Biotechnology Letters

, Volume 30, Issue 2, pp 205–214

Protective immunity of E. coli-synthesized NS1 protein of Japanese encephalitis virus

  • Cheng-Wen Lin
  • Kuang-Ting Liu
  • Hong-Da Huang
  • Wei-June Chen
Original Research Paper

DOI: 10.1007/s10529-007-9529-9

Cite this article as:
Lin, CW., Liu, KT., Huang, HD. et al. Biotechnol Lett (2008) 30: 205. doi:10.1007/s10529-007-9529-9

Abstract

Immunogenicity and protective efficacy of recombinant Japanese encephalitis virus (JEV) NS1 proteins generated using DNA vaccines and recombinant viruses have been demonstrated to induce protection in mice against a challenge of JEV at a lethal dose. The West Nile virus NS1 region expressed in E. coli is recognized by these protective monoclonal antibodies and, in this study, we compare immunogenicity and protective immunity of the E. coli-synthesized NS1 protein with another protective immunogen, the envelope domain III (ED3). Pre-challenge, detectable titers of JEV-specific neutralizing antibody were detected in the immunized mice with E. coli-synthesized ED3 protein (PRNT50 = 1:28) and the attenuated JEV strain T1P1 (PRNT50 = 1:53), but neutralizing antibodies were undetectable in the immunized mice with E. coli-synthesized NS1 protein (PRNT50 < 1:10). However, the survival rate of the NS1-immunized mice against the JEV challenge was 87.5% (7/8), showing significantly higher levels of protection than the ED3-immunized mice, 62.5% (5/8) (P = 0.041). In addition, E. coli-synthesized NS1 protein induced a significant increase of anti-NS1 IgG1 antibodies, resulting in an ELISA titer of 100,1000 in the immunized sera before lethal JEV challenge. Surviving mice challenged with the virulent JEV strain Beijing-1 showed a ten-fold or greater rise in IgG1 and IgG2b titers of anti-NS1 antibodies, implying that the Th2 cell activation might be predominantly responsible for antibody responses and mice protection.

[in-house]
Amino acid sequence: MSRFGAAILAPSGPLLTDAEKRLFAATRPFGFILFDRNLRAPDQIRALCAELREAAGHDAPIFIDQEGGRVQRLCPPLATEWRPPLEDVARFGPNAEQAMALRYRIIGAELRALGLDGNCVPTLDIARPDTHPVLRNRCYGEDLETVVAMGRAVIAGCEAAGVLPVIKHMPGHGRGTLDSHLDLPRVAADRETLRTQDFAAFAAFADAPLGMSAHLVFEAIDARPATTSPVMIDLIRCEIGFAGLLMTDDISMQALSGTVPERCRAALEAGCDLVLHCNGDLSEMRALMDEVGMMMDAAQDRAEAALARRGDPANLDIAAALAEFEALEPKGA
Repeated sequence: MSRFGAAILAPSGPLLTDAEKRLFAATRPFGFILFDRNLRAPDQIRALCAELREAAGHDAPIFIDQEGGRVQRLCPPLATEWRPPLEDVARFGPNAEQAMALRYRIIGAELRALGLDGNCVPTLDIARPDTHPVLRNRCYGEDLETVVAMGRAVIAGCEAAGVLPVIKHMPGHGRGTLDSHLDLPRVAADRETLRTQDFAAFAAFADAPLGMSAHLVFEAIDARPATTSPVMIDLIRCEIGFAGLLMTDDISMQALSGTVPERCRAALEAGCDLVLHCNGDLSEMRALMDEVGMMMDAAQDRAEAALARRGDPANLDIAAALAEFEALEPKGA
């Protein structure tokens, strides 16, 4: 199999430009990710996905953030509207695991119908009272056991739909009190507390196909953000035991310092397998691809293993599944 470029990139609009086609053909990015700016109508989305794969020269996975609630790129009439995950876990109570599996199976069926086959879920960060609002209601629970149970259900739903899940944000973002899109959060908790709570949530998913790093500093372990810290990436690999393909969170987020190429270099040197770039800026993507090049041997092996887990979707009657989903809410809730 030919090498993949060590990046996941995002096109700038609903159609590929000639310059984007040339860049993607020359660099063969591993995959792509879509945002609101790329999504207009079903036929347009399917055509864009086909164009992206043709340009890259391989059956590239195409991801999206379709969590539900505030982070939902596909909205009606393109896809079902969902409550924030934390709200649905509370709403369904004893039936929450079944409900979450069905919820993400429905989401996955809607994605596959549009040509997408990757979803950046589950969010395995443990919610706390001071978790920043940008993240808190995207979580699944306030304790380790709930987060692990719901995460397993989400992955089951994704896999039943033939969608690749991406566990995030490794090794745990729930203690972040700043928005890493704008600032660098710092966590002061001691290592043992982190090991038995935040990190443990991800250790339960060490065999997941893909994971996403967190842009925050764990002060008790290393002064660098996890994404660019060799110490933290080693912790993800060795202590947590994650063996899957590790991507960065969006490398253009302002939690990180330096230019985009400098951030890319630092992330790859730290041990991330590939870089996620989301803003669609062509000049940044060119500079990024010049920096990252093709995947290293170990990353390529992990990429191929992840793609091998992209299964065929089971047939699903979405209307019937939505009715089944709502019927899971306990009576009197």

Keywords

Envelope Immunogenicity Japanese encephalitis virus NS1 proteins Viral proteins 

Copyright information

© Springer Science+Business Media B.V. 2007

Authors and Affiliations

  • Cheng-Wen Lin
    • 1
    • 2
  • Kuang-Ting Liu
    • 1
  • Hong-Da Huang
    • 1
  • Wei-June Chen
    • 3
  1. 1.Department of Medical Laboratory Science and BiotechnologyChina Medical UniversityTaichungTaiwan, ROC
  2. 2.Clinical Virology Laboratory, Department of Laboratory MedicineChina Medical University HospitalTaichungTaiwan, ROC
  3. 3.Department of Public Health and Parasitology, College of MedicineChang Gung UniversityKwei-San, Tao-YuanTaiwan, ROC

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